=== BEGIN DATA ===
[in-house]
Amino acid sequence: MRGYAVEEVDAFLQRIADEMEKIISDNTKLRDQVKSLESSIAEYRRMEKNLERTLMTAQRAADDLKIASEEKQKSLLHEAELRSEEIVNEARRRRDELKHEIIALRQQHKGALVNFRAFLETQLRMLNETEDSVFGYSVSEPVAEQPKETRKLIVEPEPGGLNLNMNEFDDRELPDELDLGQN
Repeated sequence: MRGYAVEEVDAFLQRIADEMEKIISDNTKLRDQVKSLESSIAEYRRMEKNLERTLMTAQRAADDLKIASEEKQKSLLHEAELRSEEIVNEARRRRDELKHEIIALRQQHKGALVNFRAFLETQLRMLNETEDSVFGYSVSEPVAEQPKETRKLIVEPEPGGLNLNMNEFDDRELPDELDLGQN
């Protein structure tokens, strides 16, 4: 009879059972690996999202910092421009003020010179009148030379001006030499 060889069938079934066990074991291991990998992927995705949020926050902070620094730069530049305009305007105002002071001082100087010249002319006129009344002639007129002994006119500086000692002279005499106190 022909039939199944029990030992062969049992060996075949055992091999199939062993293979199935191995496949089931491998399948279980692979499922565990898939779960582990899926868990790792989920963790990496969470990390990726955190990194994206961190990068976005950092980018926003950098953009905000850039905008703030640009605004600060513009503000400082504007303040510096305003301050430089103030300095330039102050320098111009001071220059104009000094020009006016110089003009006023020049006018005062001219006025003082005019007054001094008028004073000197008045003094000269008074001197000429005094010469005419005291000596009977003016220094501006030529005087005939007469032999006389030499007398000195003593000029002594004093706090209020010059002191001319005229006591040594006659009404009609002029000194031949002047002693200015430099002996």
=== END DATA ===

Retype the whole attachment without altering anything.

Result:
[in-house]
Amino acid sequence: MRGYAVEEVDAFLQRIADEMEKIISDNTKLRDQVKSLESSIAEYRRMEKNLERTLMTAQRAADDLKIASEEKQKSLLHEAELRSEEIVNEARRRRDELKHEIIALRQQHKGALVNFRAFLETQLRMLNETEDSVFGYSVSEPVAEQPKETRKLIVEPEPGGLNLNMNEFDDRELPDELDLGQN
Repeated sequence: MRGYAVEEVDAFLQRIADEMEKIISDNTKLRDQVKSLESSIAEYRRMEKNLERTLMTAQRAADDLKIASEEKQKSLLHEAELRSEEIVNEARRRRDELKHEIIALRQQHKGALVNFRAFLETQLRMLNETEDSVFGYSVSEPVAEQPKETRKLIVEPEPGGLNLNMNEFDDRELPDELDLGQN
């Protein structure tokens, strides 16, 4: 009879059972690996999202910092421009003020010179009148030379001006030499 060889069938079934066990074991291991990998992927995705949020926050902070620094730069530049305009305007105002002071001082100087010249002319006129009344002639007129002994006119500086000692002279005499106190 022909039939199944029990030992062969049992060996075949055992091999199939062993293979199935191995496949089931491998399948279980692979499922565990898939779960582990899926868990790792989920963790990496969470990390990726955190990194994206961190990068976005950092980018926003950098953009905000850039905008703030640009605004600060513009503000400082504007303040510096305003301050430089103030300095330039102050320098111009001071220059104009000094020009006016110089003009006023020049006018005062001219006025003082005019007054001094008028004073000197008045003094000269008074001197000429005094010469005419005291000596009977003016220094501006030529005087005939007469032999006389030499007398000195003593000029002594004093706090209020010059002191001319005229006591040594006659009404009609002029000194031949002047002693200015430099002996």